Among other things, the national dinners of gay organizations are meant to showcase big announcements. At the gala put on by the Servicemembers Legal Defense Network, or SLDN, this past Saturday in Washington, the big one was the group’s decision to re-file its lawsuit to overturn the military’s gay ban after a judge in Boston recently dismissed the case.
This year, retired three-star Army general Claudia Kennedy called Don’t Ask, Don’t Tell “a policy that serves no useful purpose” in her keynote address, and gay Marine Sergeant Brian Fricke delivered a speech on how the policy is out of step with the reality of actively serving lesbian and gay personnel.
As inspiring as the 750-plus guests found all this, there was also a smaller moment that equally demonstrated how Don’t Ask, Don’t Tell ranges far beyond who can and cannot serve in the Armed Forces, and why so many people had gathered in one place and paid so much to support SLDN’s fight.
It occurred while a group of veterans gathered around General Kennedy in the quiet of the banquet hall before the doors were opened to the main crowd.
As Kennedy shook hands with three former service members and thanked them for their service to the country, she asked what their DD-214 said for “reason for discharge.”
“Homosexual admission,” said Lieutenant Steve Boeckels, a West Pont graduate, kicked out of the Army after he had himself transferred from a virulently homophobic commander in Fairbanks, Alaska.
Sergeant Bleu Copas, a former Army Arabic linguist, was baited into revealing his sexuality online, and the information was then sent to his commanding officer. The same person also hacked into Copas’ personal e-mail account and forwarded incriminating evidence to his commander. It was enough to get Copas thrown out of the Army with a DD-214 notation of “homosexual acts.”
The DD-214, as it’s called, is the U.S. military’s discharge form, perhaps the most important document a veteran will ever own regarding past service. It’s a biography of a person’s service dates, locations, medals, and most importantly, how and why someone left service. Employers want to see it when a veteran applies for a job, especially ones in which their military skills are relevant. The Veterans Administration gets to see it when processing benefits. And even though most gay soldiers separated for violating Don’t Ask, Don’t Tell receive honorable discharges, the DD-214 qualifies that status with a “homosexual notation.”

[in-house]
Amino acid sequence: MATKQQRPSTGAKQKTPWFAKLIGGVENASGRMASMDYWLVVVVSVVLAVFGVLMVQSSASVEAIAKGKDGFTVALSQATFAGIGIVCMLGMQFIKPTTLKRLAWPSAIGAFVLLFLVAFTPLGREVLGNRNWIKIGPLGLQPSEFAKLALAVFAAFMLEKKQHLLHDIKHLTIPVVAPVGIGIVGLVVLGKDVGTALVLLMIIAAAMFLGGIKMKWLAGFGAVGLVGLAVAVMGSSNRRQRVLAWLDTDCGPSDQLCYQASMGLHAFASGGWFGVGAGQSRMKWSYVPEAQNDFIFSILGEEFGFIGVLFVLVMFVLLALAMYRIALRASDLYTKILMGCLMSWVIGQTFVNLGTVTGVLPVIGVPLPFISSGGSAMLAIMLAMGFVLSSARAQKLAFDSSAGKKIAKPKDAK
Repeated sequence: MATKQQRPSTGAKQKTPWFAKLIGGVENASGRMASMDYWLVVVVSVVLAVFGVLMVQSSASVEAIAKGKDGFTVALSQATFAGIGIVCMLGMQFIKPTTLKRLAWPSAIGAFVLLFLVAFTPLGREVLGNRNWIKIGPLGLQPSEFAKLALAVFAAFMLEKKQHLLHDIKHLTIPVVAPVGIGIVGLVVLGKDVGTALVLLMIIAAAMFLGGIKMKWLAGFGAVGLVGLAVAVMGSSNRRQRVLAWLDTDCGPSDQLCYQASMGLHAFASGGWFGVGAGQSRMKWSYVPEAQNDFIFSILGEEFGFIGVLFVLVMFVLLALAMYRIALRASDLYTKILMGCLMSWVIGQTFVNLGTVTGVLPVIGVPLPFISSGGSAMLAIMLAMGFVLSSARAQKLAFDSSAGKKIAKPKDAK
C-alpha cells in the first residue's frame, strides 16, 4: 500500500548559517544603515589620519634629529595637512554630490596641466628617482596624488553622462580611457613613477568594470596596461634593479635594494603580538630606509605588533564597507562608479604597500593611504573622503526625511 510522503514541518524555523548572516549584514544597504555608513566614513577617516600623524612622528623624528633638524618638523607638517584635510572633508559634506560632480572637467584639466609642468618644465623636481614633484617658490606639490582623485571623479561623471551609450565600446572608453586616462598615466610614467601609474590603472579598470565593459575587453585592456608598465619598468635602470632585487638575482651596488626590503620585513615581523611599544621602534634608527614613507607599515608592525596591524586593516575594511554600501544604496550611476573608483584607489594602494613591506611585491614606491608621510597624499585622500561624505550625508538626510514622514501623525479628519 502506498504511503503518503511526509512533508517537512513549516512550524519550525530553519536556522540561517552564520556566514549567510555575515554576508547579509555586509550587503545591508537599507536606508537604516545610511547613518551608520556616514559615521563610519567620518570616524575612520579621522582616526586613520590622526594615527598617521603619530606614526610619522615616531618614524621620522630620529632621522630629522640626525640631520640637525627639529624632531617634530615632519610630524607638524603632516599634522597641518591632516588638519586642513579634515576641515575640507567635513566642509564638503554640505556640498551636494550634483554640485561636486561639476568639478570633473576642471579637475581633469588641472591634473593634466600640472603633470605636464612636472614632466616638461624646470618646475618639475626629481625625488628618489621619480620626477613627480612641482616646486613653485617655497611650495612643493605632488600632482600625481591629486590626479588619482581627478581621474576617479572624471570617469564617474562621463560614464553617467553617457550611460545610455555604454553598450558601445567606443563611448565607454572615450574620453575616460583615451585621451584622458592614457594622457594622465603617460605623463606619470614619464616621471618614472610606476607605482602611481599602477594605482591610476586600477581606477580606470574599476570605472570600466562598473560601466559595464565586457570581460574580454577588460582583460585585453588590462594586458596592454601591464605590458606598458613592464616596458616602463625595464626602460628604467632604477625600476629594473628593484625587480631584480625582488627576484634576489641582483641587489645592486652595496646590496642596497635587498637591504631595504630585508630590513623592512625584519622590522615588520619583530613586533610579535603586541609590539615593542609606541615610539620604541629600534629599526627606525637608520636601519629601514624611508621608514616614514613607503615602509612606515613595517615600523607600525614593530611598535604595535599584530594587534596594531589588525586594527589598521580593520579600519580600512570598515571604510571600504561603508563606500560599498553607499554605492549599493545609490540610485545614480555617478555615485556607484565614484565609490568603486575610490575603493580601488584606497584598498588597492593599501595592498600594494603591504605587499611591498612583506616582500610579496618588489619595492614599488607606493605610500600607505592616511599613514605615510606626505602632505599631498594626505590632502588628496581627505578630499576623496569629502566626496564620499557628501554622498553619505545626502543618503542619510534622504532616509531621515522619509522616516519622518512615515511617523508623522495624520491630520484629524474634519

“I don’t see what purpose it serves other than to disadvantage certain people,” Kennedy said. “It’s a final mark of disapproval that will follow them forever. At the least it’s inconsiderate, at the worst it’s a way for someone to make a point.”
The Department of Defense claims it is necessary to prevent a gay soldier honorably discharged from re-enlisting.
The unintended consequence is that sensitive personal information is put in an official document without the soldier’s say so, a final indignity from a government that views their status as incompatible with military service, Kennedy said.
“As you can imagine, if you are returning home to Arkansas or Mississippi, employers may not look favorably on such wording on your military paperwork. And most employers know to ask for the DD-214,” said Steve Ralls, an SLDN spokesman.